ASUS has used a modified version of the Award BIOS 6.0. The menu system is identical to the last series of boards that ASUS put out, so ASUS users will know how this works. ASUS puts all of the overclocking features under the one submenu, you need to navigate to the top advanced menu and select the Jumperfree submenu. Here are all of the settings you will need.
ASUS provides its automatic overclocking profiles on the A8R32-MVP Deluxe. You need to select Manual from the A.I Overclocking menu before the additional overclocking options will become available.
First on the list are the two major frequency options, the first is the Clock Frequency and the second is the PCI-E Clock option. You can adjust the clock frequencies in 1MHz increments. CPU clock can be adjusted from 200MHz up to 400MHz, with the PCI-E clock range from 100MHz to 150MHz. ATI has stated that with the latest RD580 chipset, PCI Express overclocks are possible, however, we had some issues with this - most likely because we used two graphics cards.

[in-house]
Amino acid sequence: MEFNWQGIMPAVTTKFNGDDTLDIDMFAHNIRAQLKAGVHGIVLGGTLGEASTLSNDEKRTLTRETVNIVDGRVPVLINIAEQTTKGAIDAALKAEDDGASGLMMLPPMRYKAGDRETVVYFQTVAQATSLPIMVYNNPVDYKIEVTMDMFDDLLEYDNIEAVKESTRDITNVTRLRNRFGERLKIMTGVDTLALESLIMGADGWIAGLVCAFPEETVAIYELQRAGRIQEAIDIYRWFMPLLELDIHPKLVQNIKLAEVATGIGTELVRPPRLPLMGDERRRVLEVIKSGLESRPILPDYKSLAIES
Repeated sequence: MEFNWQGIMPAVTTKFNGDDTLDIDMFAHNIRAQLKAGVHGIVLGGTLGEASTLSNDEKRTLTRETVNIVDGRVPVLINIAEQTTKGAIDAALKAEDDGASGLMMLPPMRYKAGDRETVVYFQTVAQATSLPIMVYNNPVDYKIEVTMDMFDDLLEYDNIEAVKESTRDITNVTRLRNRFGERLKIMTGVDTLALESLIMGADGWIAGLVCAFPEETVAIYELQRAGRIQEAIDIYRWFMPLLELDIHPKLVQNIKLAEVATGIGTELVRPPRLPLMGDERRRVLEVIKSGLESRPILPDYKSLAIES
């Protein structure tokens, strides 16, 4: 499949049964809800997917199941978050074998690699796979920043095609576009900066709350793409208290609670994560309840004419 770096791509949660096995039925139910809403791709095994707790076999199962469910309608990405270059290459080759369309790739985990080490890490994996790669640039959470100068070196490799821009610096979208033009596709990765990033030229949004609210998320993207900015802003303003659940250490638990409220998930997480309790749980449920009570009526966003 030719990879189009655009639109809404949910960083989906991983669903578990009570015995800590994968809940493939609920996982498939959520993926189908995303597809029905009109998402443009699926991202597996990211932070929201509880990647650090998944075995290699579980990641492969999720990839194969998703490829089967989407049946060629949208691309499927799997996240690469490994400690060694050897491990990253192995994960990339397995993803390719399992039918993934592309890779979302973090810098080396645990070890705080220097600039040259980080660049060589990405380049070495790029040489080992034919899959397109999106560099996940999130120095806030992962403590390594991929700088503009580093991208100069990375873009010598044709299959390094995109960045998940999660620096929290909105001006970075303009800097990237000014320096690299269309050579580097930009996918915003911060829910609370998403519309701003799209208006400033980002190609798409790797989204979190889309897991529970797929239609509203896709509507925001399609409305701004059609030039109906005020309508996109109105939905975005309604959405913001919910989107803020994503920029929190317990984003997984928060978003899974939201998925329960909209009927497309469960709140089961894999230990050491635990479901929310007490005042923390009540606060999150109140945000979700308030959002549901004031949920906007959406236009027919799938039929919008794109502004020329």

After this we get into voltages and the FID settings. AMD Athlon 64 allows you to reduce your CPU multiplier from its default down to as low as 4x. ASUS gives a range of multipliers from 4x up to 25x. However, if you set a multiplier above your CPU's default multiplier, the option is invalid and the CPU boots at its default multiplier.
Voltages come next. DRAM voltage is first on the list. ASUS provides a good range of setting from 2.5v up to 3.2v in 0.1v increments. This is a great range of options for even the most demanding memory modules.
Processor voltage is something that could do with a bit of a re-working. You can adjust the initial voltage from 0.0825v up to 1.45v. In order to get higher you need to enable the CPU Overvoltage option. This gives you +100mV and +200mV. This gives you an overall maximum of 1.65v on the CPU voltage. We would like to see this increased up to a max of 1.8v.
With all these setting we managed to get our 4200+ CPU to a max of 354MHz FSB with CPU voltage maxed out at 1.65v, DDR running 3.0v and the Northbridge overvoltage disabled. We are hoping to see some tweaks to the BIOS to allow faster speeds out of this setup.
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